Brandalism

fort lauderdale branding and design blog post - Banksy

Do you ever feel that almost every square foot of the civilized world has been contaminated by corporate logos? I distinctly remember the moment when I realized corporate branding was everywhere. It was at Disney World when I was about 11 years old. Before that, Disney was this magical land of fun and I was oblivious to any of  the designated “Kodak” photo areas or “Presented by” logos. After I started noticing that everything at this magical land was sponsored by some corporate entity, I no longer had the suspension of disbelief I once had at Disney. In fact, I became almost obsessed with finding all the logos to prove what sell-outs Disney had become. I thought to myself, “They charge an obscene amount for a ticket into the place, do they really need sponsors too?” As a rebellious teen and young adult I was staunchly anti-corporation and therefore anti-theme park. Ironically, I became a graphic designer and now part of my job is to create logos and branding.

Most people are aware of the vast amount of branding “noise” that has become ever present in daily life. It creeps in everywhere. Even a day relaxing at the beach can become an advertising opportunity via an airplane dragging advertising signage through the sky. It seems nowhere is safe. Street artist Banksy discusses what he calls “Brandalism” in his book Wall and Piece:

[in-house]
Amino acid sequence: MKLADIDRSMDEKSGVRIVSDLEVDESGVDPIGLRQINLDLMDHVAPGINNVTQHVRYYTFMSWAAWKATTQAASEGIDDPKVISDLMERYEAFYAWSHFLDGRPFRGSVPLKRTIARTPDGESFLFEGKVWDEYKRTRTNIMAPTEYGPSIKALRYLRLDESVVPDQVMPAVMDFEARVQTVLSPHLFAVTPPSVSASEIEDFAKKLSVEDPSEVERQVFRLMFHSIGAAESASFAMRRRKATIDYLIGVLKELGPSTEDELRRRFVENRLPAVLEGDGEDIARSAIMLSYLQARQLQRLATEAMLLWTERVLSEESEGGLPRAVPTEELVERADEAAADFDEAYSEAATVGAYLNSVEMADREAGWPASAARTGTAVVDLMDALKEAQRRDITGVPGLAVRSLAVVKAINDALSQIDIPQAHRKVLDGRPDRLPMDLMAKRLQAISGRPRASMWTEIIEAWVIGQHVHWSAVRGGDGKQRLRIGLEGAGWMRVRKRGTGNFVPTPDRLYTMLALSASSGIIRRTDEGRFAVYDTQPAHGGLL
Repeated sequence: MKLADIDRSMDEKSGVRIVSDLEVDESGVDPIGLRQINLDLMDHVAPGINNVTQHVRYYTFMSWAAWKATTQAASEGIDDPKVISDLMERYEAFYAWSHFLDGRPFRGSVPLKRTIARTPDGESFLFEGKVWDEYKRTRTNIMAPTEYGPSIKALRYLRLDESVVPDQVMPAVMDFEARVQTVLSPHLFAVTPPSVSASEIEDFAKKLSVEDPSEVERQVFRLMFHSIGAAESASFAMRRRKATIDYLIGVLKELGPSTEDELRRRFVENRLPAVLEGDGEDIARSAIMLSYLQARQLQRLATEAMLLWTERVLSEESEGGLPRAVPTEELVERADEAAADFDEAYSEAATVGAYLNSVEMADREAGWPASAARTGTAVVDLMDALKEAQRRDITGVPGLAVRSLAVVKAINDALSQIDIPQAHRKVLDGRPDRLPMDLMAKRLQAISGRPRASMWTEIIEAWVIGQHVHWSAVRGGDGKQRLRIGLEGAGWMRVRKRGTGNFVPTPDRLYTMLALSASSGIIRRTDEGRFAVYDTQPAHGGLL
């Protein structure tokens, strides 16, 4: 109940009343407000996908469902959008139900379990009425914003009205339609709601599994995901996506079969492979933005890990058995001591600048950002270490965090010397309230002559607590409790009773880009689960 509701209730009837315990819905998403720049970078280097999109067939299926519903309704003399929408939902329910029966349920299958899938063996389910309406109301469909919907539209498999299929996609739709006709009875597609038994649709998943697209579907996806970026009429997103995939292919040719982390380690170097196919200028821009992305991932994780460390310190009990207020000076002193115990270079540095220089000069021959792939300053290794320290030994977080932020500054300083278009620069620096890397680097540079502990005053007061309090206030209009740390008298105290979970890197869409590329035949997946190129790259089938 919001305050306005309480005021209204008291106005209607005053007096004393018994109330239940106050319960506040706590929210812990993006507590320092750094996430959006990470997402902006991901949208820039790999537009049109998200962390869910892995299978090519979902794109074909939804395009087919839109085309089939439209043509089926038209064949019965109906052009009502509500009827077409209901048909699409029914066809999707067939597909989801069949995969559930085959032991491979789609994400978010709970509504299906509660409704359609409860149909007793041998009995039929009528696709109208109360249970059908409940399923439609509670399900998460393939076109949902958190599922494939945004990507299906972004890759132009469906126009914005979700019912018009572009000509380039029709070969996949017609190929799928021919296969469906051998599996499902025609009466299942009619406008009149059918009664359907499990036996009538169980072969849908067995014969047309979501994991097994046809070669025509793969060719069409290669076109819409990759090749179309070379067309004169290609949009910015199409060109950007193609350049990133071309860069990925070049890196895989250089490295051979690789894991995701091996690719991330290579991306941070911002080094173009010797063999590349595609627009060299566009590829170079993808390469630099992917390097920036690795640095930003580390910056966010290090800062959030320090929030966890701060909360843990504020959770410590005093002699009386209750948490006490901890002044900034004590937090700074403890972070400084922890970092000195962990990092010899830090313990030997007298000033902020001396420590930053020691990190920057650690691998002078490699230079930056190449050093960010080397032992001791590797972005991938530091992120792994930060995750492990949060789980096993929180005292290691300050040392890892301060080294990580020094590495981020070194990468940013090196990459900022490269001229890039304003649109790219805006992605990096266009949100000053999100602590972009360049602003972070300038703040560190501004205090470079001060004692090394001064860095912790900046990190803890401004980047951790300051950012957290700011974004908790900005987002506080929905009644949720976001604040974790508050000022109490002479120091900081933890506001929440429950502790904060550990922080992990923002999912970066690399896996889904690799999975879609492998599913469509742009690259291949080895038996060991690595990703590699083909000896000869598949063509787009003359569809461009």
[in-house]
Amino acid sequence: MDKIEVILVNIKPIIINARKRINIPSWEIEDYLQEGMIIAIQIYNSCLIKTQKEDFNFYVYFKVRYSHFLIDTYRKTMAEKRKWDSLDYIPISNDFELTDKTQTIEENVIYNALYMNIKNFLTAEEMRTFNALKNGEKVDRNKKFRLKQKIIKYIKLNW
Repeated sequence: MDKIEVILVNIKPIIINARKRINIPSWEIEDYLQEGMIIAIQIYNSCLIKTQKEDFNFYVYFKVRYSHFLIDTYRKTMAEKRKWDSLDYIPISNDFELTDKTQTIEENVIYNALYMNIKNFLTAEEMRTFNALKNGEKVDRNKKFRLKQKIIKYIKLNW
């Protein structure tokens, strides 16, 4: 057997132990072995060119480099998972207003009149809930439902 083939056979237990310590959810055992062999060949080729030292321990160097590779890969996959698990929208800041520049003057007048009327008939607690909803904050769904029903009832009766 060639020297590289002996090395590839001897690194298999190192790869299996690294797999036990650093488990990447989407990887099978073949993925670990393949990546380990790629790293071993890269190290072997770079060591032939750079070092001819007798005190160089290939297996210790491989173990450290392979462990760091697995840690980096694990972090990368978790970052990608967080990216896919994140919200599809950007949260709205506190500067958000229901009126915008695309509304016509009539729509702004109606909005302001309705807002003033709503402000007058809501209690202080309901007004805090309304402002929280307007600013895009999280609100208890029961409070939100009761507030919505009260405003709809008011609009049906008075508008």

“People abuse you everyday. They butt into your life, take a cheap shot at you and then disappear. They leer at you from tall buildings and make you feel small. They make flippant comments from buses that imply you’re not sexy enough and the fun is happening somewhere else. They are on TV making your girlfriend feel inadequate. They have access to the most sophisticated technology the world has ever seen and they bully you with it. They are The Advertisers and they are laughing at you.However, you are forbidden to touch them. Trademarks, intellectual property rights and copyright law mean advertisers can say what they like wherever they like with total impunity.

Screw that. Any advert in public space that gives you no choice whether you see it or not is yours. It’s yours to take, re-arrange and re-use. You can do whatever you like with it. Asking for permission is like asking to keep a rock someone just threw at your head.

You owe the companies nothing. You especially don’t owe them any courtesy. They have rearranged the world to put themselves in front of you. They never asked for your permission, don’t even start asking for theirs.”

Artists such as Ron English, Kaws, Poster Boy and Princess Hijab modify existing advertising to shift its context and meaning. I am constantly amazed, amused and in awe of their work. Check out a few examples below or click here to see some billboard liberation examples from Vandalog’s blog.